There’s one in every workplace: the office jerk. And, according to a new study, that jerk is probably making more money than you, if it’s a male.
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The theory that men with low agreeability out-earn their nicer counterparts was proven in four different studies. People who perceive themselves to be less agreeable earned an average of 18% more than their more-agreeable coworkers.
In a recent report Do Nice Guys—and Gals—Really Finish Last? The Joint Effects of Sex and Agreeableness on Income, co-authored by Professor Timothy Judge of the University of Notre Dame, Assistant Professor Beth Livingston of Cornell University and Professor Charlice Hurst of the University of Western Ontario, found that in fact, the old catch phrase may be true.
Women, on the other hand, did not receive the same pay bump for being less agreeable. The effect of a woman being perceived as a "jerk" in the workplace had little-to-no effect on her pay, the study showed.
"We see all the ways that women have to change to get ahead and behave more like men, or less like men," Livingston says. "Niceness didn't have much to do with earnings for women. They are more strongly affected by the fact that they are women, than anything else."
Attitude and behavior was found "statistically non-significant," when it came to earnings, Livingston says.
There seems to be a disconnect in the workplace about what businesses claim to want from employees, and the type of behavior they reward, she continues. Businesses often talk of wanting to hire "team players" and "collaborative workers," but then reward those who do not behave in line with the message they are preaching.
"We see these people who are not very nice often making more money. Companies should put their money where their mouth is, to some degree."
Male managerial archetypes are strongly rooted in culture, Livingston says, citing business mogul Donald Trump as a classic example.
"It's this harsh, hard-nosed, 'I can get what I want,' attitude. But then look at people like [Apple founder] Steve Jobs. When you read his biography, it turns out he was kind of a jerk in some ways, but [after he died] people were touting his creativity. He wasn't seen as a manager, he was seen more as a tech guy."
Stephen Coco, a principal in talent and human resources solutions with Buck Consultants, says the notion of compensation based on agreeability is nothing new.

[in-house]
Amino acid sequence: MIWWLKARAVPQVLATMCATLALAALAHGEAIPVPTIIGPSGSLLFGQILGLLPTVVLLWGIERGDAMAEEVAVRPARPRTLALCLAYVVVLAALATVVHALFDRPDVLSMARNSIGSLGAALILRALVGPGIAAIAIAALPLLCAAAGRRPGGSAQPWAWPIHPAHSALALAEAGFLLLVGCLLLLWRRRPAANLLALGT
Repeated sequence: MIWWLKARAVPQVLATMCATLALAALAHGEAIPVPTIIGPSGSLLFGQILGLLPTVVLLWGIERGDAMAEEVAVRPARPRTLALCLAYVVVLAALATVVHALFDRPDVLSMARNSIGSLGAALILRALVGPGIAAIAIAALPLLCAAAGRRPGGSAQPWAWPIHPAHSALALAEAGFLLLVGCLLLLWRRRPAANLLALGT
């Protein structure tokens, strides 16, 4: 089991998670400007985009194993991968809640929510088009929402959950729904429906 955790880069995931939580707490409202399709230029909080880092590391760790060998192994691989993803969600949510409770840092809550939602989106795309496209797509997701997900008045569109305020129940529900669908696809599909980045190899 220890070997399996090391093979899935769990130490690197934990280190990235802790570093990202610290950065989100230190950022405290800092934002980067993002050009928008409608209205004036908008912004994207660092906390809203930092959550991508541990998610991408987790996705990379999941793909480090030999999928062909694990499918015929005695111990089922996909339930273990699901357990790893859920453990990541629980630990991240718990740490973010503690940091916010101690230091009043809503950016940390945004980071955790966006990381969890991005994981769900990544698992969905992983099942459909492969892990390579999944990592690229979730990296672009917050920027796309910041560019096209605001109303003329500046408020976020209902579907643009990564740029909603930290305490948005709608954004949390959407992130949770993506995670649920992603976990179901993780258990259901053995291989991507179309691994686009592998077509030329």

"It is a professional reality, and something that our clients deal with quite a bit. How men and women communicate, participate and view compensation versus purpose is very different."
Coco says what tends to be perceived as strong management tactics in the office, would normally be seen as confrontational outside of the workplace. Why this behavior is rewarded, remains a mystery, he says.
"Disruptive behavior can impact engagement and there are absolutely mirroring characteristics that those bad apples can convey onto other people. Then, there is a downward spiral.”
Having a "top-down" mentality, with the less agreeable on the top of the pyramid can certainly impact productivity and morale in the office. Coco advises companies can combat this by better engaging employees and allowing those who are not at the top to feel more included.
"Purpose-driven employees can be more productive. We have seen a shift more to a collaborative environment. We are trying to foster environments where companies will take information from all aspects [of their staff], weight it and apply it."
Men not acting like archetypal managers can also be punished for doing so, Livingston adds.
"Our culture is set up now where it is more socially acceptable for women to act masculine than for men to act more feminine," she says. "There are a whole lot of men out there that don’t want to act like that, and they are being penalized in wage gap as well."
In order to break this cycle, Livingston says businesses need to make different and more thoughtful choices about the type of workers they want to hire and encourage in their company.
"It's a strategic choice about whether or not to reward jerks.”